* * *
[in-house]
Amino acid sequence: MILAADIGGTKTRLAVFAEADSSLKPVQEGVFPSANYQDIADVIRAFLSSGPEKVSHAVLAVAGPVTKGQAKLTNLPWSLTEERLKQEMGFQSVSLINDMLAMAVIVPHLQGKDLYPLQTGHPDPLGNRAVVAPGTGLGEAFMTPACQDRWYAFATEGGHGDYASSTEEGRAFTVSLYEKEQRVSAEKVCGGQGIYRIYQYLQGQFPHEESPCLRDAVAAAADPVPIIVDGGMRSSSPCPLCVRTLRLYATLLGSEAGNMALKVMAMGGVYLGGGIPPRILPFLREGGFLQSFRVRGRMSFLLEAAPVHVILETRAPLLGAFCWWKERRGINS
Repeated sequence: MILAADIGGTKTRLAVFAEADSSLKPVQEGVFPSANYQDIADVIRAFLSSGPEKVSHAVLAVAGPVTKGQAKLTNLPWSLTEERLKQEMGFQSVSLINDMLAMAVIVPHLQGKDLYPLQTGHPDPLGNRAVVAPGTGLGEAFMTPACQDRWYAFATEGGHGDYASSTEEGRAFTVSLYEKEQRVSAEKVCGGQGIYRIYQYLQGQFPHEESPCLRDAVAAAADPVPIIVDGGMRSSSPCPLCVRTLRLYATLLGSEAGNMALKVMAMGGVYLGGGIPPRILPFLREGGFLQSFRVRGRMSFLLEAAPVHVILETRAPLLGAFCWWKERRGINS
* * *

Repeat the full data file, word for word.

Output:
[in-house]
Amino acid sequence: MILAADIGGTKTRLAVFAEADSSLKPVQEGVFPSANYQDIADVIRAFLSSGPEKVSHAVLAVAGPVTKGQAKLTNLPWSLTEERLKQEMGFQSVSLINDMLAMAVIVPHLQGKDLYPLQTGHPDPLGNRAVVAPGTGLGEAFMTPACQDRWYAFATEGGHGDYASSTEEGRAFTVSLYEKEQRVSAEKVCGGQGIYRIYQYLQGQFPHEESPCLRDAVAAAADPVPIIVDGGMRSSSPCPLCVRTLRLYATLLGSEAGNMALKVMAMGGVYLGGGIPPRILPFLREGGFLQSFRVRGRMSFLLEAAPVHVILETRAPLLGAFCWWKERRGINS
Repeated sequence: MILAADIGGTKTRLAVFAEADSSLKPVQEGVFPSANYQDIADVIRAFLSSGPEKVSHAVLAVAGPVTKGQAKLTNLPWSLTEERLKQEMGFQSVSLINDMLAMAVIVPHLQGKDLYPLQTGHPDPLGNRAVVAPGTGLGEAFMTPACQDRWYAFATEGGHGDYASSTEEGRAFTVSLYEKEQRVSAEKVCGGQGIYRIYQYLQGQFPHEESPCLRDAVAAAADPVPIIVDGGMRSSSPCPLCVRTLRLYATLLGSEAGNMALKVMAMGGVYLGGGIPPRILPFLREGGFLQSFRVRGRMSFLLEAAPVHVILETRAPLLGAFCWWKERRGINS